This past weekend at Belmont, Scott Shapiro of shapperdacapper.com organized an event where a few of us made five $5 wagers on the races going on at Belmont, and donated the proceeds to ReRun. It ended up being a successful endeavour: four of us played for $25 per person, and we raised a total of $144.85 for racehorse retirement and retraining! On top of that, I also got some perspective as to how I could improve my own wagering at the track.
After handicapping Belmont, I looked at my top selections in all of the stakes races on Saturday, and identified five wagers that I thought struck a good balance between value and caution:
- $5 to win on Life In Shambles in the Easy Goer
- $5 to show on Tonito M. in the Woody Stephens (GII)
- $5 to win on Sweet Reason in the Acorn (GI)
- $5 to place on Close Hatches in the Ogden Phipps (GI)
- $5 to show on Commissioner in the Belmont Stakes (GI)
I avoided the exotics: even though I tend to play exotics more in my own play, I didn’t want these results to be contingent on the performance of more than one horse in any given race. That was probably the most careful decision I made. Three of these bets were made on my top selections in the races: the Easy Goer, the Woody Stephens, and the Acorn. Close Hatches had been my second choice in the Acorn, but the decision was so close between her and Princess of Sylmar that the better odds on Close Hatches made my wagering choice easy. In the Belmont, Commissioner was my third choice, but the combination of his run-all-day breeding and his long-shot odds suggested that if he hit the board at all, even a show bet would pay well.
Of course, not everything shook out as expected. The beginning of the day was rough. The strongest opinion I had Belmont day was that Life In Shambles was going to win the Easy Goer, which was why I went for the gusto with a win bet. However, he set fractions so much faster than I expected and got caught late by both Kid Cruz and Legend. He ran well to get third, but the race didn’t shake out how I hoped. My bet for ReRun, as well as my personal win/place bets on him, were ticket confetti. The Woody Stephens didn’t work out quite so well, either, as Tonito M. got caught wide and didn’t fire powerfully enough to threaten the front. My third choice in that race, Top Fortitude, was the one who ended up blowing up the tote board, crossing the wire ahead of everyone but the mighty Bayern. I was right to pick a long shot coming in from the Laz Barrera: I just picked the wrong one.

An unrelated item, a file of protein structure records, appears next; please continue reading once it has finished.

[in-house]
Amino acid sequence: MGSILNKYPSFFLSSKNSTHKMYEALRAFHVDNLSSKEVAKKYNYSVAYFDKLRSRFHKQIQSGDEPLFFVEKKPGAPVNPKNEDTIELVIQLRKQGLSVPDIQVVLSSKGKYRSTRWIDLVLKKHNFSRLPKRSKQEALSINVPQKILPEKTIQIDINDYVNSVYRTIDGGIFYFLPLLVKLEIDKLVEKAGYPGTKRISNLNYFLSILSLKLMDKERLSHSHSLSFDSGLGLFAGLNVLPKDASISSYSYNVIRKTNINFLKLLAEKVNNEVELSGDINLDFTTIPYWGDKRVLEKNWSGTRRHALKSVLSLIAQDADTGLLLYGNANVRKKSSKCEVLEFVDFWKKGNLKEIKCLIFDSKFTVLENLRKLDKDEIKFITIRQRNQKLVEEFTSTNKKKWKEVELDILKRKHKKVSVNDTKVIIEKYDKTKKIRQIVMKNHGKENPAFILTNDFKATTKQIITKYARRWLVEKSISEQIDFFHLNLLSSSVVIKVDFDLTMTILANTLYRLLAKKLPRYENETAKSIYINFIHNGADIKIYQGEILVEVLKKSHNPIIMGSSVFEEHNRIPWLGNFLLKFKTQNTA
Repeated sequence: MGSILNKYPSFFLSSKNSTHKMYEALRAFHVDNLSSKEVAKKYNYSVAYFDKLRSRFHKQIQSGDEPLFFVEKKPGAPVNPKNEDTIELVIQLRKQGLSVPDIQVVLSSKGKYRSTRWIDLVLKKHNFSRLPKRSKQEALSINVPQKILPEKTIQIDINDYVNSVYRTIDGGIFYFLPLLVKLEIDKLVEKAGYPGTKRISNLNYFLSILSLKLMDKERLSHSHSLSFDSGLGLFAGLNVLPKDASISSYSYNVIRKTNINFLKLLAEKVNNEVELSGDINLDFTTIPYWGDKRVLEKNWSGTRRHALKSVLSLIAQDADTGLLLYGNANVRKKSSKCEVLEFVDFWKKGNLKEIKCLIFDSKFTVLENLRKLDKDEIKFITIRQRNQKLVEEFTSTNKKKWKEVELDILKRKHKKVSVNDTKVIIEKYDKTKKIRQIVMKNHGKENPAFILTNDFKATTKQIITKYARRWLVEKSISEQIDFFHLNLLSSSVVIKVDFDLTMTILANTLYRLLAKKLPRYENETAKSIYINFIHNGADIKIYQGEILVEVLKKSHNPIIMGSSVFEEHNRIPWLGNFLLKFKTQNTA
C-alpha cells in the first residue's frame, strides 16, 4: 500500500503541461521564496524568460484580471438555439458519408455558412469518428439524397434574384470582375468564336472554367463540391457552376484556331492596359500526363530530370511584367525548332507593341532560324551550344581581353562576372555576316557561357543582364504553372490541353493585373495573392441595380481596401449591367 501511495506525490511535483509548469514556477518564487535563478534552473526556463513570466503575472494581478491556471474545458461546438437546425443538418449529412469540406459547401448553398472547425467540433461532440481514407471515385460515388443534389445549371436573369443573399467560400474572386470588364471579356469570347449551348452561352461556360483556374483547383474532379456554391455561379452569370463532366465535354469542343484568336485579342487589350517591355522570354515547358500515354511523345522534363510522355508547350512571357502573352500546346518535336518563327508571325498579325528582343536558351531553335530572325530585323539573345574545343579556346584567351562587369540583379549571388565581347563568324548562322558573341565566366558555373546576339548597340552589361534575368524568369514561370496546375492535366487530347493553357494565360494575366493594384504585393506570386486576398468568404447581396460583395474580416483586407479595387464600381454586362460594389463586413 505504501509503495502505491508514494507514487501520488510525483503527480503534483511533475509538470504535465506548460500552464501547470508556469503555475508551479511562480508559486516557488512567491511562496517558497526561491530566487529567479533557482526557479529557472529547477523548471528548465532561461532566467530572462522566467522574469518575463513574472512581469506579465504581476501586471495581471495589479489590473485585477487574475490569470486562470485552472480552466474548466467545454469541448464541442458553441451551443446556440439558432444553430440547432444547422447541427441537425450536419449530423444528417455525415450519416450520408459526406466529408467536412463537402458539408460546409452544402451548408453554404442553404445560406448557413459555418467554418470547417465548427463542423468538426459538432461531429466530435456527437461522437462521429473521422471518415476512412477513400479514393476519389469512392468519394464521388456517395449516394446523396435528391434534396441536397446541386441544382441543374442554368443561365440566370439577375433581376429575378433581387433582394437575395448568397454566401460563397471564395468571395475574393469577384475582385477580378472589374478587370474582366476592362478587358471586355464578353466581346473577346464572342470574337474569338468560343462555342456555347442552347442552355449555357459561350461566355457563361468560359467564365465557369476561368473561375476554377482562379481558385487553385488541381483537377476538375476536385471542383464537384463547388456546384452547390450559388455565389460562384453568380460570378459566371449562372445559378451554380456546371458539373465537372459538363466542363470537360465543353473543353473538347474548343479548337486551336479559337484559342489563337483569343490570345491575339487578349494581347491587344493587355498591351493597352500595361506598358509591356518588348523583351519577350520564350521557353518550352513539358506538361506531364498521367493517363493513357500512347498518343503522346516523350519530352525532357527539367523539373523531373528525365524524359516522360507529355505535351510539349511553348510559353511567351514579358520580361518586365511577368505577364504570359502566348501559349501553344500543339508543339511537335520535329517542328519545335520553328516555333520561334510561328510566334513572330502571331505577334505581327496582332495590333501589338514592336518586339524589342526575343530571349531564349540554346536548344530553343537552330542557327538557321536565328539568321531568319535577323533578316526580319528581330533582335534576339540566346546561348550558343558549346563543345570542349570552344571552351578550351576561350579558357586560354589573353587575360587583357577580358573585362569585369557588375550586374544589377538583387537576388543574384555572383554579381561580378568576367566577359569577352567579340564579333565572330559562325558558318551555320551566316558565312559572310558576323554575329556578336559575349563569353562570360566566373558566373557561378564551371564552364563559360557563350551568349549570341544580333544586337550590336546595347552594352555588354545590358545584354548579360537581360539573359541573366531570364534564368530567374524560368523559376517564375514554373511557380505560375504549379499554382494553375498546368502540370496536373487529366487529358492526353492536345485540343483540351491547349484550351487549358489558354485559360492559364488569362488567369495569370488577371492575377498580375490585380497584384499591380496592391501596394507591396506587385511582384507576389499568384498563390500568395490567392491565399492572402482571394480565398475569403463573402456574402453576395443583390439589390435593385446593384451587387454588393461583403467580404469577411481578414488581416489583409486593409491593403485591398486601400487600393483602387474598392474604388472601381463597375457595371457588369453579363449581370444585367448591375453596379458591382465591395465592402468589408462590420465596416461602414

Things started looking up in the Acorn. Sweet Reason was my top choice, and the combination of the win odds and what I felt to be a near certainty of a good pace setup for her made the win bet irresistible. Of course, you can never be completely certain of pace; just look at the Easy Goer, or even back to the Derby, for times I’ve been burned on that. However, this looked like the place to put the ballsy win bet out there: the GI winner was 10/1 on the morning line, and the only horse resembling a proven off-the-pace type in a race with oodles of early speed. The race unfolded exactly as I expected. Sweet Reason went off at 9/1, just the sort of odds I was hoping to get. Fiftyshadesofgold, My Miss Sophia, and Fashion Plate all got out near the front early, and Fiftyshadesofgold ticked off some fast early fractions. Sweet Reason sat back, fired through the far turn, ran well down the stretch, and collared Sweet Whiskey late to win by half a length.